“After all, Vahl is almost five, and planning a naming ceremony takes time.” Dahla gestured elegantly with a piece of candied fruit before popping it into her mouth.
Cahlila, expression unchanged, took a sip of wine. A sitting room full of her husband’s other wives might be hell, but it was a form of hell she was accustomed to. She was mildly surprised by Dahla’s latest move, although she shouldn’t have been. A naming ceremony, to designate Dahla’s son as the Emperor’s heir. Of course she was pushing for one, indecently early. Dahla was that sure she’d won. He should have married Dahla first.
She was waiting when he wandered in, stupidly lost. The trees here all seemed taller than they should have been; he was hot, tired, and he couldn’t imagine how it could be taking him so long to find his way out. And then, in the clearing, an incongruous sight: a dark-haired woman sitting on a great rock with her knees drawn up, the green light of the leaves on her face. He drew up, startled. It was his kingdom, it was all his, but she looked at him with a detached curiosity, like a piece of interesting mold on a rock she had just turned over.
“So you finally came.” Her voice, light and clear, took him off guard after the hour of wandering and shouting for his men. He opened his mouth, but then she gave a smile that struck him dumb. “Do you know where you are?” He scowled. Lost. He was idiotically lost on his own lands, a ridiculous indignity for a man like him.
It was an understood fact that no matter how many lessons and social commitments Raicha had to juggle, she was mysteriously available for anything Camilia invited her to do. They had no illusions; it had nothing to do with Raicha’s personal preferences and everything to do with encouraging the Emperor’s heir to remember that she was an Ameru on her mother’s side.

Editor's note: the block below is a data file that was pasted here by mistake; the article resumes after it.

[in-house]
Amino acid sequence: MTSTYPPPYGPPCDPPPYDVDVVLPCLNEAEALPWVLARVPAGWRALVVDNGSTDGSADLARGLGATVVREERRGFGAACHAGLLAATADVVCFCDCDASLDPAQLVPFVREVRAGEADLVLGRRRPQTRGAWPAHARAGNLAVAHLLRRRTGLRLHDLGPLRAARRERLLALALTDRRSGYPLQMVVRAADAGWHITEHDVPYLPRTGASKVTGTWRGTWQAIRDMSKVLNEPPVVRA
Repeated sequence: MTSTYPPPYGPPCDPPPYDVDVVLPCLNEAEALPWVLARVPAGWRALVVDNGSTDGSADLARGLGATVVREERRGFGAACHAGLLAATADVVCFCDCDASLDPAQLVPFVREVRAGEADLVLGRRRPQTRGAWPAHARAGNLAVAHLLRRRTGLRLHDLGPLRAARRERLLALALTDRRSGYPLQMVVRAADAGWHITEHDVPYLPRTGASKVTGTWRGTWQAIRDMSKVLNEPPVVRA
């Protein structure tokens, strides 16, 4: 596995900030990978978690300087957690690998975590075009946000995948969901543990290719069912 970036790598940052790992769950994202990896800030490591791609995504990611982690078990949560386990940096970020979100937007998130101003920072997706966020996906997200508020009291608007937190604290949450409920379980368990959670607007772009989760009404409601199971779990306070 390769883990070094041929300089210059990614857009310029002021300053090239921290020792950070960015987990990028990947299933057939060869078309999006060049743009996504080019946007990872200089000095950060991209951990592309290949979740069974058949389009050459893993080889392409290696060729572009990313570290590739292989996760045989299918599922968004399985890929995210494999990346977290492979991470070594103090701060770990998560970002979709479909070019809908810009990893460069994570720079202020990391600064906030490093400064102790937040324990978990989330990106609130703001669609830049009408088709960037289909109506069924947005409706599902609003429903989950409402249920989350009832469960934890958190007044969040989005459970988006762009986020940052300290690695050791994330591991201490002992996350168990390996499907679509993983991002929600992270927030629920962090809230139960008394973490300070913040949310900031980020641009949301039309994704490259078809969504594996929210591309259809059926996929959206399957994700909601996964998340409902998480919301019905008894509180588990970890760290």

It worked for everyone, especially the girls, but they tried not to be too obvious about their exploitation of it. There were only so many painful teas with Aunt Chenna that could be coincidentally preempted by shopping emergencies before Looks started being passed around and someone got sat down and stared at by Raicha’s grandfather or Lady Cahlila. Nobody wanted that.
“What are you missing this time?” Camilia was curled on a silk sofa with her feet under her.
Her feet carried her slowly, unwillingly, down the forest path. A hush had fallen, and the gentle clatter of branches and the quiet squeak of the fresh snow under her boots were the only sounds she could hear. The wolf was pacing her out at the edges of sight, no more than a grey whisper among the grey trees. It wouldn’t come any closer, not yet, but she could feel it waiting.
She pulled the crimson cloak closer around her against a cold she barely felt. It had been a gift from her grandmother, a token of an affection that now made her skin crawl. Under the sun, the cloak flamed, impossible to miss. Here, under the trees at the last tail of dusk, it faded to the color of old blood, melting into the dark as if it belonged there. The obscurity was strangely comforting.
Worn-out shoes. That’s what it came down to. He was risking his life for worn-out shoes. He shifted back on his heels in the mud, and raised his fingers to the place where a thorn had torn a sticky gash in his neck. He’d had far worse, but it was all of a piece with this whole night.
The thing had stank from the beginning. Find the secret in three nights or be put to death? What sort of offer was that? But the king was a father and fathers got desperate. He hadn’t been far from desperate himself — out of a job, out of money, about to exhaust his options. No one seemed to want his nicked and battered sword or equally battered self.